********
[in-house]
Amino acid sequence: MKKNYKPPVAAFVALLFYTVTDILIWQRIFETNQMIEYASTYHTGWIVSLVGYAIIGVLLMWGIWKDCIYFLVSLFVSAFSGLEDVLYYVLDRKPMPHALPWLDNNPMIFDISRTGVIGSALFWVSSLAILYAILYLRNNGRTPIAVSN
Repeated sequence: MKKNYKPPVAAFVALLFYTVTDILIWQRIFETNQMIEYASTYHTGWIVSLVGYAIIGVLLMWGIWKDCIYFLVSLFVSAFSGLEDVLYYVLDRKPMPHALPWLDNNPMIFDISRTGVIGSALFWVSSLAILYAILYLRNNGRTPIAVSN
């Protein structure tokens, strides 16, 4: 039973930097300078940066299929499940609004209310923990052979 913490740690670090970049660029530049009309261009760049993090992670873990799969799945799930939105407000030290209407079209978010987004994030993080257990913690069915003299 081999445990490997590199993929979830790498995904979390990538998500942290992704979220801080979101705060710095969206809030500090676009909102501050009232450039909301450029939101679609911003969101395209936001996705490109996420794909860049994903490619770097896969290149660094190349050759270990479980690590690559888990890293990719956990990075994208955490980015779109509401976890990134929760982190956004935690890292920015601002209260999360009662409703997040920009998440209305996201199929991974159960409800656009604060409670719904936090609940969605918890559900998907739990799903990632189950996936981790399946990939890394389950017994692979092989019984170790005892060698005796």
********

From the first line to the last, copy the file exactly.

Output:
[in-house]
Amino acid sequence: MKKNYKPPVAAFVALLFYTVTDILIWQRIFETNQMIEYASTYHTGWIVSLVGYAIIGVLLMWGIWKDCIYFLVSLFVSAFSGLEDVLYYVLDRKPMPHALPWLDNNPMIFDISRTGVIGSALFWVSSLAILYAILYLRNNGRTPIAVSN
Repeated sequence: MKKNYKPPVAAFVALLFYTVTDILIWQRIFETNQMIEYASTYHTGWIVSLVGYAIIGVLLMWGIWKDCIYFLVSLFVSAFSGLEDVLYYVLDRKPMPHALPWLDNNPMIFDISRTGVIGSALFWVSSLAILYAILYLRNNGRTPIAVSN
């Protein structure tokens, strides 16, 4: 039973930097300078940066299929499940609004209310923990052979 913490740690670090970049660029530049009309261009760049993090992670873990799969799945799930939105407000030290209407079209978010987004994030993080257990913690069915003299 081999445990490997590199993929979830790498995904979390990538998500942290992704979220801080979101705060710095969206809030500090676009909102501050009232450039909301450029939101679609911003969101395209936001996705490109996420794909860049994903490619770097896969290149660094190349050759270990479980690590690559888990890293990719956990990075994208955490980015779109509401976890990134929760982190956004935690890292920015601002209260999360009662409703997040920009998440209305996201199929991974159960409800656009604060409670719904936090609940969605918890559900998907739990799903990632189950996936981790399946990939890394389950017994692979092989019984170790005892060698005796």